For students at the UW, 10 writing credits are mandatory for graduation. With over 45,000 students trying to meet these requirements, registration can be a scramble of trying to fill one of the limited number of seats in these classes.
These issues stem from a limited number of TAs in the humanities, and the size of many courses that fulfill this requirement is determined not by demand but by constraints on grading and resources.
For professors and prospective students, the lack of TAs also prevents professors from offering alluring undergraduate classes capable of drawing students to humanities majors.
Eva Cherniavsky, the Andrew R. Hilen Professor of American literature and culture and director of graduate studies for the English department, lamented not being able to teach a zombie apocalypse literature course that had been well received by students in the past.
On a larger scale, the loss of public funding following the 2008 economic crisis contributes to many of the issues facing humanities research and curriculum today.
“The state economy has recovered,” Cherniavsky said. “Our funding has never been restored.”
Popular belief holds that only STEM degrees are capable of providing recent graduates with well-paid employment, but the underappreciated value of humanities degrees in the modern economy and specifically in the tech industry is often overlooked.
“I do think there’s been a societal turn in thinking about what the purpose of a college education is,” Deborah Kamen, associate professor of classics, said. “Many people think it’s to be trained for a job, and so you shouldn’t necessarily study things that are not going to contribute directly to that end.”
The shortage of TAs in the humanities is correlated with the reduction in the class size of graduate programs, a trend motivated by the decreasing availability of tenured academic positions.
In academia, the key to getting a job or professorship is research experience. Humanities research can be both free from and dependent on funding constraints.
“We are both blessed and cursed by fields that allow for research on a shoestring budget,” Milliman endowed chair and divisional dean of humanities Brian Reed said. “We don’t need grants to pursue our research, they facilitate research.”
While a strong STEM department needs a steady stream of funding to maintain labs and resources, the humanities mostly require travel expenses for researchers to collect information from archives. This can contribute to the perception that humanities departments can make do with fewer resources
This is illustrated by the disparity in humanities research funding which accounts for only 0.2% of the UW’s research and development spending.
Reed explained the UW prioritizes a lot of that funding to tenure track professors in their first year, which makes it much more competitive for full-time professors and graduate students to get access to funding for research.
Rachel Arteaga, assistant director of the Simpson Center for the Humanities, echoed Reed’s thoughts. The Simpson Center’s main fellowship, the Society of Scholars, is well-funded, but not representative of graduate students and they often don’t have anywhere else on campus to turn if they’re unable to procure it.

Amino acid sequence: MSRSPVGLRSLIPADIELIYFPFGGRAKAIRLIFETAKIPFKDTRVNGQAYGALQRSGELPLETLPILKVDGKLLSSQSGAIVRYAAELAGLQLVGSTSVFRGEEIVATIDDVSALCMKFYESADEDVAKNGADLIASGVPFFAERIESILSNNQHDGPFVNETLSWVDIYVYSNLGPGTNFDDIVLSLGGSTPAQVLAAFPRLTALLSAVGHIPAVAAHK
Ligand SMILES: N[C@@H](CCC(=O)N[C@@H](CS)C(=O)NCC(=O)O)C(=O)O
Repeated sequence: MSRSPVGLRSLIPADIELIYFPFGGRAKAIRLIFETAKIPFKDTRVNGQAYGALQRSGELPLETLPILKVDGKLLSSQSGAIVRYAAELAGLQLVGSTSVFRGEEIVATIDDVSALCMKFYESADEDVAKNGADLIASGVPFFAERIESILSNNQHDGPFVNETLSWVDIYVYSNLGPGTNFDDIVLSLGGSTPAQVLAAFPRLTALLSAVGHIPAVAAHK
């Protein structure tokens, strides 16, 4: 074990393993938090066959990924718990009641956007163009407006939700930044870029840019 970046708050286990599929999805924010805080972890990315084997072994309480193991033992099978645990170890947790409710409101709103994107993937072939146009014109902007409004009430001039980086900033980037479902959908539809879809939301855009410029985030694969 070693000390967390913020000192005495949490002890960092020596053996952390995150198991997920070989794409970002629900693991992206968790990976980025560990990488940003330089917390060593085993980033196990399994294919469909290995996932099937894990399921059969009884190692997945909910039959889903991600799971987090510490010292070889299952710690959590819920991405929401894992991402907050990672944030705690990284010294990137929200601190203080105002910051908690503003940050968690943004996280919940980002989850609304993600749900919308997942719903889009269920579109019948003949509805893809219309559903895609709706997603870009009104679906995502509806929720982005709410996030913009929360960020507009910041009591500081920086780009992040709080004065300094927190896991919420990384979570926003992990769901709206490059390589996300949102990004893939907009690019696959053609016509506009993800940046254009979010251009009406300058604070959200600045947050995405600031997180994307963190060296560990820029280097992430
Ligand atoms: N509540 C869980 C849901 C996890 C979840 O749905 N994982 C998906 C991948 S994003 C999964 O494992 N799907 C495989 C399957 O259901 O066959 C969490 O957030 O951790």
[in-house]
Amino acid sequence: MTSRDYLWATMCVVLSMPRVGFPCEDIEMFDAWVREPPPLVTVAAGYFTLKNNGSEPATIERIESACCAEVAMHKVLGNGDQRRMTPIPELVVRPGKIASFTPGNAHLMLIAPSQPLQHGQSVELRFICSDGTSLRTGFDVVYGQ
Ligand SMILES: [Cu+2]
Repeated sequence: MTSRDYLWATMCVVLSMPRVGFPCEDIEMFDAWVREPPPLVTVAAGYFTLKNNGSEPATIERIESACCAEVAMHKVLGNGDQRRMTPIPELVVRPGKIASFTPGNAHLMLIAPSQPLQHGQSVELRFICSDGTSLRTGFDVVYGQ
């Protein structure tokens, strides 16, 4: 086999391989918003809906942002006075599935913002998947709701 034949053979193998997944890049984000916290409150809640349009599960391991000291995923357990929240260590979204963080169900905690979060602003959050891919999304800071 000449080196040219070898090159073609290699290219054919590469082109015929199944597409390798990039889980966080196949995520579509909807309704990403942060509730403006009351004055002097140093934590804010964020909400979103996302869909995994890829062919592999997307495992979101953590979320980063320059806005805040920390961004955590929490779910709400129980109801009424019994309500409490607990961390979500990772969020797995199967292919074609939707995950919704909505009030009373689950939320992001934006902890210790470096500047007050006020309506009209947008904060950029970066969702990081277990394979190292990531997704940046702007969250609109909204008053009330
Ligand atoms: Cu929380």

Most funds for research are department-specific, which doesn’t always encourage or facilitate collaboration with other departments and, further adding to that deemphasis, this research doesn’t always fit the mold of grant applications, which can dissuade graduate students from applying.
The Simpson Center’s grant process tries to counteract some of those issues. Comprised of two rounds of applications, one in the fall and one in the spring, they fund projects to take place in the following academic year.
Applications are reviewed by an executive board of faculty and range across not just what the UW considers humanities fields, but also fields like history and philosophy that are classified as social sciences by the university.
Arteaga said that the Simpson Center tries to emphasize collaboration in the projects they fund. But the applications they get don’t fall in line with that goal because they can’t offer tenure or dissertation support like departments can, so most researchers end up working on projects geared towards their specific fields, rather than crossing departmental boundaries.
Assessing the funding issues facing the UW’s humanities departments brings into question what the university stands to lose by neglecting the very departments that are facing an existential crisis at the whim of the university.
Though research may be somewhat isolated from other departments, the scope has far-reaching effects.
“The research that we’re doing in the humanities feeds into the entire educational system,” Arteaga said. “And if we can’t do that research, everyone’s education, from K-12, in every education institution … is diminished by that.”
Though these issues may seem concentrated on graduate students and research, they create visible issues for undergraduate students looking for humanities degrees and even those just trying to fill their general education requirements.
“Part of what we think about in the humanities are questions about identity, and power, and representation, and those seem like pretty current topics to me,” Cherniavsky said.
Cherniavsky further explained that a decline in the vitality of these departments will result in a decreased number of students, researchers, and professors engaged with these relevant issues.
“You have to start asking what are the kind of questions we’re trying to answer,” Arteaga said. “And we’re trying to answer or at least ruminate on questions of enduring value. I would like to see that kind of research informing public discussion.”
Reach contributing writers Sarah May and Henry Zing at firstname.lastname@example.org. Twitter: @SarahM3204, @ZingHenry
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